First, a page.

Here on this page I will guide you through the full list of Windows Component policy folders. While each folder has numerous application specific policies, I anticipate that you will only need a handful of these settings. Our problem is that each system needs a different set of policies, so you need to check through each section identifying the best policies for your domain.
Group Policy Topics
- Internet Explorer
- Application Compatibility
- Internet Information Server
- Task Scheduler
- Terminal Services
- Windows Installer
- Windows Messenger
- Windows Media
- Windows Update
* Guy’s Top Group Policy
This is what I mean by a specialist policy. Not everyone uses Netmeeting and even those who do, may not need to lock down the settings. Also there is not much here, because most of the settings are in the User Configuration.
One of several instances where you should decide whether to configure for the Computer or the User. Once you have made up your mind, then you can start tightening up on security by disabling zones.
The most positive and useful Internet Explorer settings are found here.
If you wish to prevent legacy programs running then it is better to turn off both the Compatibility Wizard and the Engine. I see no harm in leaving these setting and controlling which programs are allowed through Software Setting policies.
Guy Recommends: The Free IP Address Tracker (IPAT)
Calculating IP Address ranges is a black art, which many network managers solve by creating custom Excel spreadsheets. IPAT cracks this problem of allocating IP addresses in networks in two ways:
For Mr Organized there is a nifty subnet calculator, you enter the network address and the subnet mask, then IPAT works out the usable addresses and their ranges. For Mr Lazy IPAT discovers and then displays the IP addresses of existing computers.
‘Prevent IIS Installation’ This is a Group Policy for servers that do not need IIS, for example file and print servers.
This is the Task Scheduler (not Task Manager). The question is what tasks have been scheduled on their workstations? Backup? Your decision here depend on the level of responsibility that you give to users, I would imagine the bigger the company the less they need Task Scheduler, therefore you could ‘Hide the property pages’. See also Windows 8 Task Scheduler »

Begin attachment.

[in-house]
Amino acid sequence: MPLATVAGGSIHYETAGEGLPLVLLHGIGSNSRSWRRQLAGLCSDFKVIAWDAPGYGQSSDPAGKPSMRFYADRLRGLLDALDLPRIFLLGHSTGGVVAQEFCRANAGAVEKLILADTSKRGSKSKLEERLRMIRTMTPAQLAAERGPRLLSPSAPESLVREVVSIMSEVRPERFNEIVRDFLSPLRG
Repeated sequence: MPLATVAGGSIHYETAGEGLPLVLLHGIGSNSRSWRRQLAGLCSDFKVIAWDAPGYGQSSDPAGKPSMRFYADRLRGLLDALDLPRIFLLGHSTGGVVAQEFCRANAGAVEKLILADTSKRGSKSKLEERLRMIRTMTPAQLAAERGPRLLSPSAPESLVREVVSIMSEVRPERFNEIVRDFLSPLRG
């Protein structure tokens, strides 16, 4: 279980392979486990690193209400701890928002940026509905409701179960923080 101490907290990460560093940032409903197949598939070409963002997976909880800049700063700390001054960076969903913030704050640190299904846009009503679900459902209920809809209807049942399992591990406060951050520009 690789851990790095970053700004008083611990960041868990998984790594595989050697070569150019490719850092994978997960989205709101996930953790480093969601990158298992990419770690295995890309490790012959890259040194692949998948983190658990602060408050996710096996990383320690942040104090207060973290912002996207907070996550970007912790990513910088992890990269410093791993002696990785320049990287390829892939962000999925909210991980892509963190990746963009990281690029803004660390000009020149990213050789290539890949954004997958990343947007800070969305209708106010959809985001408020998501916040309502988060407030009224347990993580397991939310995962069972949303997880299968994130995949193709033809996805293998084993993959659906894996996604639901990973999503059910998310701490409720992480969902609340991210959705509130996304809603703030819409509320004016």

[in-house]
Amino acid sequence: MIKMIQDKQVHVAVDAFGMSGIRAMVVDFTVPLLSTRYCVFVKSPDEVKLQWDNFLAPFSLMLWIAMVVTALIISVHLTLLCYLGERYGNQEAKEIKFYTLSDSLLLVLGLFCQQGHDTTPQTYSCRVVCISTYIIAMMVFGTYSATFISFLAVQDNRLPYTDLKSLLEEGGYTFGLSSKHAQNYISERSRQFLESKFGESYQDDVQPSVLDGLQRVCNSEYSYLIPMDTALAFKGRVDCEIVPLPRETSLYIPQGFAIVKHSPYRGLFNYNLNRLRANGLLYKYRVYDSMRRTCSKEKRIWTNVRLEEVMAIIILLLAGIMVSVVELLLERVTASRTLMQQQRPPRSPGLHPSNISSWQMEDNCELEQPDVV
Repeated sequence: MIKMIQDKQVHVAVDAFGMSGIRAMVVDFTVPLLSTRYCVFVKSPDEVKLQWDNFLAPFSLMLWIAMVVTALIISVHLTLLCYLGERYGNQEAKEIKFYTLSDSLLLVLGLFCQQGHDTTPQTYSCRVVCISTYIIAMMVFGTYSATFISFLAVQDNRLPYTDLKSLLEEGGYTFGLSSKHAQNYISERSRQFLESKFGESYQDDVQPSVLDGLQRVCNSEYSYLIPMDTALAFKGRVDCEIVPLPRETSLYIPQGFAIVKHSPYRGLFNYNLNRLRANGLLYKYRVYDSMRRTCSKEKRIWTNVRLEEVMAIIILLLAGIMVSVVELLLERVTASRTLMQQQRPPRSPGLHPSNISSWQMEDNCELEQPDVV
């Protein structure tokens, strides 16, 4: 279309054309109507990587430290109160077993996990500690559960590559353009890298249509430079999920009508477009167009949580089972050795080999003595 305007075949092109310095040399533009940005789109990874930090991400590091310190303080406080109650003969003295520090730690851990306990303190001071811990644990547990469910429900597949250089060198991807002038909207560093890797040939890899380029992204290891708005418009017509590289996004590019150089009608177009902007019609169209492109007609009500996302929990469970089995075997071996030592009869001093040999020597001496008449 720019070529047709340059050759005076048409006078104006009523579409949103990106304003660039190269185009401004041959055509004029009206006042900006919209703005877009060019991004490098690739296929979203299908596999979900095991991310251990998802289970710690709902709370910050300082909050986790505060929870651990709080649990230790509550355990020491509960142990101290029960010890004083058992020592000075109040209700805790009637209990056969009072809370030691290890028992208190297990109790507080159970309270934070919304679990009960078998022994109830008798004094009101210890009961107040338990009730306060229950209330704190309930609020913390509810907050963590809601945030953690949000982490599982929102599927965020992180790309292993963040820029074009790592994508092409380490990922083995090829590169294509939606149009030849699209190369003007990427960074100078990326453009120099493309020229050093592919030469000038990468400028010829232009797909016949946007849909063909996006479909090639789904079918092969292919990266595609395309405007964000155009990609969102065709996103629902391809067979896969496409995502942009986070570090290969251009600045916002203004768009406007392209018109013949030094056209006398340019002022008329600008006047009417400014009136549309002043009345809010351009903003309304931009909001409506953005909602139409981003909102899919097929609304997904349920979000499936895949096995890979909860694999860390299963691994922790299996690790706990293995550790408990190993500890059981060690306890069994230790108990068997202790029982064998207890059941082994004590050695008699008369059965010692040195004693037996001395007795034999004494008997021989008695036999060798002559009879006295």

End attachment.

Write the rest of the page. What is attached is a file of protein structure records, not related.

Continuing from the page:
Terminal services has such a comprehensive selection of group polices that I have given them their own page.
* ‘Always install with elevated privileges‘ will ensure that programs will install properly using system account rights. Be aware that you must also enable this policy in the User Configuration.
Also be aware that power users may try and abuse these elevated privileges. To some extent you can curb their powers by setting policies which stop them browsing for source during install. If there is no reason to add software then you can disable the installer all together.
Here are two useful Group Policy settings to control how Windows Messenger behaves. Firstly, are you going to allow Messenger to run – at all? If you do permit the Messenger to operate, would you want it to start automatically?
Two specialist folders to control the Media player and digital rights. Policies include specifying proxy settings, also restrictions to hide unnecessary tabs.
Do you like it? Well if you hate it here is your chance to disable the Update service searching for new patches.
See more Computer Group Policy Settings
If you like this page then please share it with your friends